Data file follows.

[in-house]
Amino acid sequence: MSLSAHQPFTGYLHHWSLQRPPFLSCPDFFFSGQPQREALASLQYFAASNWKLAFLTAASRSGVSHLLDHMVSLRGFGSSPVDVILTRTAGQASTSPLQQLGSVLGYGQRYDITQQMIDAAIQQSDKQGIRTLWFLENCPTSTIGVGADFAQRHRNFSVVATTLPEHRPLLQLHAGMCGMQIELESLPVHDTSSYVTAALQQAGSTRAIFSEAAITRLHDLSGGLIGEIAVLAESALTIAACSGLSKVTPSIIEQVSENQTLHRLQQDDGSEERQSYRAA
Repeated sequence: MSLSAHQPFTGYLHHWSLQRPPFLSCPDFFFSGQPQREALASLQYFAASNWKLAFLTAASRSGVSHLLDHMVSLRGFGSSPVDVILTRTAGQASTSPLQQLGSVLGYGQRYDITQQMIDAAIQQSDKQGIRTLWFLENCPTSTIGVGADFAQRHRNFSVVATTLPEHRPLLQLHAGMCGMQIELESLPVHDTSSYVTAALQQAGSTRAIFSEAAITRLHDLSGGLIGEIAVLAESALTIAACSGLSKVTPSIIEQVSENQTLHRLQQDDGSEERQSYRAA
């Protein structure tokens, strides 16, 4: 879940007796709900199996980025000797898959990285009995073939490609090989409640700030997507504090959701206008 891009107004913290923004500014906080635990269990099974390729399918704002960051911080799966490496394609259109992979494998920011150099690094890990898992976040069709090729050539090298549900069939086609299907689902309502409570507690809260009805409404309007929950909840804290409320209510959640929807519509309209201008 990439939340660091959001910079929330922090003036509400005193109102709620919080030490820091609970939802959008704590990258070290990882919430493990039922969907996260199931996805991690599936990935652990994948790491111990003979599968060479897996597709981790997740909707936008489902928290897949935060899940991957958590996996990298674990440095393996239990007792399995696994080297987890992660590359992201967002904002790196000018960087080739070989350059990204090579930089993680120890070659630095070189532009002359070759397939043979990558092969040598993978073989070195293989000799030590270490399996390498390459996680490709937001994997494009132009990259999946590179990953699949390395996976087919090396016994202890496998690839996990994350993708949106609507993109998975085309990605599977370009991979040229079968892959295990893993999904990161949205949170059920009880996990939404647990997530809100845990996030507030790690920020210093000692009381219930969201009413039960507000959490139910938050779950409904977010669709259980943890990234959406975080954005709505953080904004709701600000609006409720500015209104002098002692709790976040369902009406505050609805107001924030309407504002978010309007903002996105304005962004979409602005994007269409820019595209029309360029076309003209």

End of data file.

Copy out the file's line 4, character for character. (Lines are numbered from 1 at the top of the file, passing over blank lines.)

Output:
């Protein structure tokens, strides 16, 4: 879940007796709900199996980025000797898959990285009995073939490609090989409640700030997507504090959701206008 891009107004913290923004500014906080635990269990099974390729399918704002960051911080799966490496394609259109992979494998920011150099690094890990898992976040069709090729050539090298549900069939086609299907689902309502409570507690809260009805409404309007929950909840804290409320209510959640929807519509309209201008 990439939340660091959001910079929330922090003036509400005193109102709620919080030490820091609970939802959008704590990258070290990882919430493990039922969907996260199931996805991690599936990935652990994948790491111990003979599968060479897996597709981790997740909707936008489902928290897949935060899940991957958590996996990298674990440095393996239990007792399995696994080297987890992660590359992201967002904002790196000018960087080739070989350059990204090579930089993680120890070659630095070189532009002359070759397939043979990558092969040598993978073989070195293989000799030590270490399996390498390459996680490709937001994997494009132009990259999946590179990953699949390395996976087919090396016994202890496998690839996990994350993708949106609507993109998975085309990605599977370009991979040229079968892959295990893993999904990161949205949170059920009880996990939404647990997530809100845990996030507030790690920020210093000692009381219930969201009413039960507000959490139910938050779950409904977010669709259980943890990234959406975080954005709505953080904004709701600000609006409720500015209104002098002692709790976040369902009406505050609805107001924030309407504002978010309007903002996105304005962004979409602005994007269409820019595209029309360029076309003209």